In honor of its 10th anniversary, Lionsgate is re-releasing Saw. Whether you’ve never seen it or you’ve seen it a lot, you can now experience the horror in cinemas, as opposed to the comfort of your living room.
Made on a modest budget of $1.2 million, Saw epitomizes the term “sleeper hit,” spawning six sequels, two video games and even a roller coaster in Surrey, England.
That last part isn't even a joke. There really is a Saw roller coaster. It’s also the most profitable horror film franchise in history, grossing nearly $416 million worldwide during its six-year reign of terror ($497 million when adjusted for inflation).
Despite mixed to negative critical reception at the time of its release, Saw has stood the test of time, with many fans already calling it a Halloween classic.
For those who haven’t seen Saw, it’s hard to explain the story without giving too much away, but in a nutshell it’s about two men, Lawrence (Cary Elwes) and Adam (Leigh Whannell) who are held hostage by a sadistic serial killer known as Jigsaw, who carefully chooses his victims and forces them to play terrifying “games” ending in certain death.
It was based on a short film Whannell and director James Wan made in 2003, which you can watch here (warning: super-suspenseful!!).
The original Saw has a reputation as one of the bloodiest horror films in history, but that’s a bit of an overstatement. Compared to the sequels, which exist solely to gross the viewers out, Saw is surprisingly tame. There are still nasty graphic images, but they are few and far between. That said, Saw is still a violent and grisly film, and I strongly advise against seeing it if you faint at the sight of blood and guts.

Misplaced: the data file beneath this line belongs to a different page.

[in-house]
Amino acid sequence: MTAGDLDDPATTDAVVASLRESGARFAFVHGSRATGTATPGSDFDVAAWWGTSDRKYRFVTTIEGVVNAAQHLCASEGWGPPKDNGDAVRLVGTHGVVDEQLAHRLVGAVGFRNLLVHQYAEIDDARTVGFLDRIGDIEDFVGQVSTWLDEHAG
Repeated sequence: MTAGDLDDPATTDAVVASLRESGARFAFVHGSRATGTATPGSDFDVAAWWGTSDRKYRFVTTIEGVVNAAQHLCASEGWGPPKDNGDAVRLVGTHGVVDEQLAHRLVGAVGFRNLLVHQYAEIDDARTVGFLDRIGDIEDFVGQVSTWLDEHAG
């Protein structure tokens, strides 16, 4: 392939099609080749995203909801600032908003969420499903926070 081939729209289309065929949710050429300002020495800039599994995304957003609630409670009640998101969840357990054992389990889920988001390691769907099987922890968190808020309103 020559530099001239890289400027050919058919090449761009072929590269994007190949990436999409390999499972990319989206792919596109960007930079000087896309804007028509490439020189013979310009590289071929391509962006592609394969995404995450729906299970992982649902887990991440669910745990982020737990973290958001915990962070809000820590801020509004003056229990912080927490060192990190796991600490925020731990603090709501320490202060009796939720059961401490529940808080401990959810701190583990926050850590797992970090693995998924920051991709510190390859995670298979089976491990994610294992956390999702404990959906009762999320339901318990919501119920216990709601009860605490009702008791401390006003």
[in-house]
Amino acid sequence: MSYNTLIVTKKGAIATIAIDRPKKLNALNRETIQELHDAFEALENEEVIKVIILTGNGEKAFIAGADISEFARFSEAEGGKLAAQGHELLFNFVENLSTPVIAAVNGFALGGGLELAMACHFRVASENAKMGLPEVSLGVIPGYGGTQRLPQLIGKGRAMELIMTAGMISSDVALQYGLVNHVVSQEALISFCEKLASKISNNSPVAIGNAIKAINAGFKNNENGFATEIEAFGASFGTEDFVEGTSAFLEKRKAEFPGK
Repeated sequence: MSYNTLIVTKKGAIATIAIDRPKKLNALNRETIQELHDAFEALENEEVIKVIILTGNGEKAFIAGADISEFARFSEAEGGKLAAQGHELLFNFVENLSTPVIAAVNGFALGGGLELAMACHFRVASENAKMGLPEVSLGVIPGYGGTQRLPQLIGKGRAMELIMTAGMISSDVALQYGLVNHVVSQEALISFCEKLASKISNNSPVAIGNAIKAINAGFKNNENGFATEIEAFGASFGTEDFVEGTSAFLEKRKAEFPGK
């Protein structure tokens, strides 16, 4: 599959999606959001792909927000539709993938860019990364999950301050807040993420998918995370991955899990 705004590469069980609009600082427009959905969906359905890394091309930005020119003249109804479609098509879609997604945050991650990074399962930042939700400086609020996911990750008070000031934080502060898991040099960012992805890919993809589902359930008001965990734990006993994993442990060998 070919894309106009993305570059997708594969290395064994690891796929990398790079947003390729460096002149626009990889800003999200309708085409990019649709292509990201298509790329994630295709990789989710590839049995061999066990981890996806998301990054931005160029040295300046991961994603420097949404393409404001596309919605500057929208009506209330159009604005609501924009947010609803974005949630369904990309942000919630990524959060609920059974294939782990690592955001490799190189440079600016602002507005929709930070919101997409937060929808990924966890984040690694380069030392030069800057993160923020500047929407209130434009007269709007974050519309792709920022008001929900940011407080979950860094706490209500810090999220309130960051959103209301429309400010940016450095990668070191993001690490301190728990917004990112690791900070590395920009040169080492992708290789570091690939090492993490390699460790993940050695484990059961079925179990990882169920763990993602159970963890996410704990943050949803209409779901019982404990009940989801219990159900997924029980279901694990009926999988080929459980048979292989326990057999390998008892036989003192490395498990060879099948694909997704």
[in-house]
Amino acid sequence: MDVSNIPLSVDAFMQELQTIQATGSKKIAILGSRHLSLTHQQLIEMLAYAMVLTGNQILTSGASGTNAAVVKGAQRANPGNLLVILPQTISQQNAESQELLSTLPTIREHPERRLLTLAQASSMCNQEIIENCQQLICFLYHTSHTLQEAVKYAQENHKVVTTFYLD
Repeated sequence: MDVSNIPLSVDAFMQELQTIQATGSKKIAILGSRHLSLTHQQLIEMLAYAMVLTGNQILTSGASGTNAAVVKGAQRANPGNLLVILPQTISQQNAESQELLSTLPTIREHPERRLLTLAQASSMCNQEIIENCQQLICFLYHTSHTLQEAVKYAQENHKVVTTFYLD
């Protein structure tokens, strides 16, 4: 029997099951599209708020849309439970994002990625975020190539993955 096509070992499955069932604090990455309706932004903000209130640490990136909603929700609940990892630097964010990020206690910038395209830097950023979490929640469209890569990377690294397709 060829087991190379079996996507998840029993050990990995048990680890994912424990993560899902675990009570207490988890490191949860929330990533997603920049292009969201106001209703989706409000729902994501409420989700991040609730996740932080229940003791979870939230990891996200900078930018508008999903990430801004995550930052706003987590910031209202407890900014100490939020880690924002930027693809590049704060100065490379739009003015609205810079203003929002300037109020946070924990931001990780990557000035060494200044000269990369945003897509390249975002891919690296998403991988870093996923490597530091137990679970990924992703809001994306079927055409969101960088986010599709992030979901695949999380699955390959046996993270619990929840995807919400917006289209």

What makes Saw so freaky is the psychological element. Adam and Lawrence are pitted against each other in a nightmare of a situation where no one gets out alive...okay, maybe they do, just one extremity lighter.
At its core, it's a twisted morality tale, a Seven. Jigsaw is dying of cancer, and he finds people who he thinks take life for granted, unleashing unholy havoc on his captives in an effort to make them appreciate life. The film poses some difficult questions you’ll mull over long after the credits roll.
Over the years, horror movies have gotten tons of flack for lacking strong characters and gripping stories. Take last weekend’s laughably bad Ouija—dumb, flat story with dumber, flatter characters. Then again, who’s going to remember Ouija in 10 years? What horror movies need in order to be remembered for years to come is good character and story development. Why else would Lionsgate be re-releasing Saw this Halloween? Because Saw dared to be different in a time when the biggest horror movies were Final Destination and Texas Chainsaw Massacre 2.0 Strikes Back. Wan and Whannell changed so many horror junkies’ ideas of what gore and psychological torture are truly capable of, adding complex characters and a well-constructed story and rejuvenating what seemed to be an — ahem, dying genre.
You can catch Saw in cinemas for one week after Halloween.